Thursday, February 26, 2004

We're getting massive piles of hits on the Noam Chomsky post from a few days ago. Seems that the lovely, talented, chic, and happily married Sasha Castel linked to it, and then Winds of Change linked to her, and the whole Winds of Change audience descended here through Sasha. Welcome. Don't shoot me, I'm only the piano player.

Here's a hypocritical little local story. The elections are coming up in about three weeks, and Esquerra Republicana has been made to look very bad because of its leader's secret meeting with the ETA leadership in Perpignan. In addition, the Socialist Party and the Communists have been made to look very bad because they are Esquerra's partners in the coalition governing Catalonia. So what they've done is call a demonstration against ETA and against the ETA truce declared in Catalonia for this afternoon in the Plaza Sant Jaume. The three leftist parties, Maragall's personal organization (Ciutadans pel Canvi), and the unions, along with Convergence and Union, are sponsoring it. The PP has refused to join in because they consider that all these groups are mounting a phony demo, that they are trying to whitewash their dirty faces and hands by having a demo against ETA that they wouldn't have given the slightest thought to having if not for Pepelu Carod-Rovira's stupidity, venality, or both, which has embarrassed the hell out of everybody associated with him.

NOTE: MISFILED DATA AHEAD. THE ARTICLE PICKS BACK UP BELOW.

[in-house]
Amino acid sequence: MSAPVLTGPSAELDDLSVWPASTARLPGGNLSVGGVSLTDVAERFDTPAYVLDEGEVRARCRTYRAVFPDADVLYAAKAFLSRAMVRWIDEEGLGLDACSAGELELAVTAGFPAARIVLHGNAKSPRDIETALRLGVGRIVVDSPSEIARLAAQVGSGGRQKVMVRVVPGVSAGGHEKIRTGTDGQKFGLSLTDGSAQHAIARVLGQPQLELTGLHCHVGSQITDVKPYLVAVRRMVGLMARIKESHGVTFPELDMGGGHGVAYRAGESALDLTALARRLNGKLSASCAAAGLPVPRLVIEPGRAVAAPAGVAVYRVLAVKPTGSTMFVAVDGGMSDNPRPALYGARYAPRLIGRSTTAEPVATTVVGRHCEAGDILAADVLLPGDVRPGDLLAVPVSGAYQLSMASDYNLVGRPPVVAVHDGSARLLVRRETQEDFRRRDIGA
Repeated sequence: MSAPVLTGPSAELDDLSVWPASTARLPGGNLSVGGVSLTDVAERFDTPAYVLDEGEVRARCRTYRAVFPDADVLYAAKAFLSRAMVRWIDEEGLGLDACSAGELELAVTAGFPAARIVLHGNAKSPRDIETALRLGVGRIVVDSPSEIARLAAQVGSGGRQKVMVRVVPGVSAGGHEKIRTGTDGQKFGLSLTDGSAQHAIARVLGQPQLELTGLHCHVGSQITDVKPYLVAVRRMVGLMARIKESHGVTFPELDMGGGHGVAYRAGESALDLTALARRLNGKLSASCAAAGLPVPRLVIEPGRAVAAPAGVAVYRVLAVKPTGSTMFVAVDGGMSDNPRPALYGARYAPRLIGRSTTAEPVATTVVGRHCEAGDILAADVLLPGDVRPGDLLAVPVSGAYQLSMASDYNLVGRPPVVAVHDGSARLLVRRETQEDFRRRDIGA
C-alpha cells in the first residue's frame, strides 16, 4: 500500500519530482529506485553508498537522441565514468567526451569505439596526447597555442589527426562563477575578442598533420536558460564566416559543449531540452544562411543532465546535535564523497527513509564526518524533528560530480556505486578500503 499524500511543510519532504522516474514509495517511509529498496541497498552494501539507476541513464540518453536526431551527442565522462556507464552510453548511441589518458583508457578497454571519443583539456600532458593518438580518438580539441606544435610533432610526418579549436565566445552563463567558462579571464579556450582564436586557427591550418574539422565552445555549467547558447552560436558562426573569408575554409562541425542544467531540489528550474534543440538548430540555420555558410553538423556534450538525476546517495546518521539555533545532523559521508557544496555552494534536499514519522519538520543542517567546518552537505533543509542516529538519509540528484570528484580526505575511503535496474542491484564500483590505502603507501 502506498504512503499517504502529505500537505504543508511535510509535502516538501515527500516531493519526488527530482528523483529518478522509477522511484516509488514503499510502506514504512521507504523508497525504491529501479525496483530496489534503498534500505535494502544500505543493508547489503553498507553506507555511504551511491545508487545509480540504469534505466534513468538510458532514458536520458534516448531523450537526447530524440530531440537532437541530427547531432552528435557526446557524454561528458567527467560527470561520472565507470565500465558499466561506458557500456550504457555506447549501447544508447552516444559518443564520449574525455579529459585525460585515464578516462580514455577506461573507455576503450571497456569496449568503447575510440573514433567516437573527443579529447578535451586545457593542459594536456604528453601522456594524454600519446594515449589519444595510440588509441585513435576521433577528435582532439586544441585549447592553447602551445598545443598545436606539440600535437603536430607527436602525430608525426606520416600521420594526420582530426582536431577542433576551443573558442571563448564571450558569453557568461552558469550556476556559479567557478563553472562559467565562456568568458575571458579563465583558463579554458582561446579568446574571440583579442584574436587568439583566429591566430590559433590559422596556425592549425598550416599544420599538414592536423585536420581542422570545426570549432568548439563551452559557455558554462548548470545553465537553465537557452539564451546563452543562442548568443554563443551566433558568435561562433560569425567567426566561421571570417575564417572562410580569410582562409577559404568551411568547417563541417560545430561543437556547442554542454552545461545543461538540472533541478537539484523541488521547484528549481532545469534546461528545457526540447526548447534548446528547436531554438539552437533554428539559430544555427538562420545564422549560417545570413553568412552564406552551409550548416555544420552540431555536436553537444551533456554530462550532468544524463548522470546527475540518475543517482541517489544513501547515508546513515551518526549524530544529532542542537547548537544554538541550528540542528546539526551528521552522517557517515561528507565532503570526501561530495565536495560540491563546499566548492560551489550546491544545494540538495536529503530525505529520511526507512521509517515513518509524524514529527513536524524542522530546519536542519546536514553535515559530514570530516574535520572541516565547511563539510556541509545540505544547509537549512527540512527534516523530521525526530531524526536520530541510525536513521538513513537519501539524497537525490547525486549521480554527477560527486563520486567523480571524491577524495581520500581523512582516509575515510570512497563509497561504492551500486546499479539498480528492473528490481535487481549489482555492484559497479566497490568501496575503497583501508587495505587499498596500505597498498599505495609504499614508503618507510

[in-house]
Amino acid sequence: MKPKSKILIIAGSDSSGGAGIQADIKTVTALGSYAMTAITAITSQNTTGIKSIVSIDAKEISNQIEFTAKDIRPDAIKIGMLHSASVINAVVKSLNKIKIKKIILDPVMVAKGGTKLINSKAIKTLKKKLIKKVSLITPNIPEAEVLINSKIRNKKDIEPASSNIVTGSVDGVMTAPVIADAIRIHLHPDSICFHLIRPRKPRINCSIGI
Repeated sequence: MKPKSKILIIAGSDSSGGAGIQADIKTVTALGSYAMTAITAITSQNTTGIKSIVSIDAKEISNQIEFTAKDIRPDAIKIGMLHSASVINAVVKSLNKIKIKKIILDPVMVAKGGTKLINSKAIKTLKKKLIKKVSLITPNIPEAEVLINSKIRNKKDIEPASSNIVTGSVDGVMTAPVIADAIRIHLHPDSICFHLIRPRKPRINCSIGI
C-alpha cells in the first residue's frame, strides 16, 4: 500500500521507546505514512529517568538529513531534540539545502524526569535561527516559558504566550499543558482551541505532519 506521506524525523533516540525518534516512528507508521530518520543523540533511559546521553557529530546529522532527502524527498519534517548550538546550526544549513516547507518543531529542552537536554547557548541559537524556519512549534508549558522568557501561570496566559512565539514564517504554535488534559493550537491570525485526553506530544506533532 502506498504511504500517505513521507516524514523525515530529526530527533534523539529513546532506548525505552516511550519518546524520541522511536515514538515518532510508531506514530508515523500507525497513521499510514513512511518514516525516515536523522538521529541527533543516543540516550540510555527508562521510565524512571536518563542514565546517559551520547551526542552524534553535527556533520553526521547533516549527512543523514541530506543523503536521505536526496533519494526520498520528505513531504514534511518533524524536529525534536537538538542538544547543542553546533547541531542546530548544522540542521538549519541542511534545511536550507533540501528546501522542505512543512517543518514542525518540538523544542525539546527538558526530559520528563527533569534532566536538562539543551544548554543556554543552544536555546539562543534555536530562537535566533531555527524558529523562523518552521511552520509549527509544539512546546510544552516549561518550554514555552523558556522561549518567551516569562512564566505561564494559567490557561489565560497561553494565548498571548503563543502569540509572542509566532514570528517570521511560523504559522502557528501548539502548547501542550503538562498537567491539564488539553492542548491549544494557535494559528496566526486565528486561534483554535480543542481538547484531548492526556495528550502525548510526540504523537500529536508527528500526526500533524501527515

There's a story going around saying that Carod-Rovira's real last name is Perez. I neither know nor much care whether it's true; I'd be worried if it was Schickelgruber, though. The point of the rumor is that Carod is trying to cover up his Spanish origins, which is really not too unusual around here. Remei has a female cousin who shares her molt katalanisch surname, Guim, who married a guy whose surname is Rodriguez. Their kids' surname is therefore Rodriguez Guim. The cousin does not like this and wants to change the order of the two surnames so they'll be Guim Rodriguezes.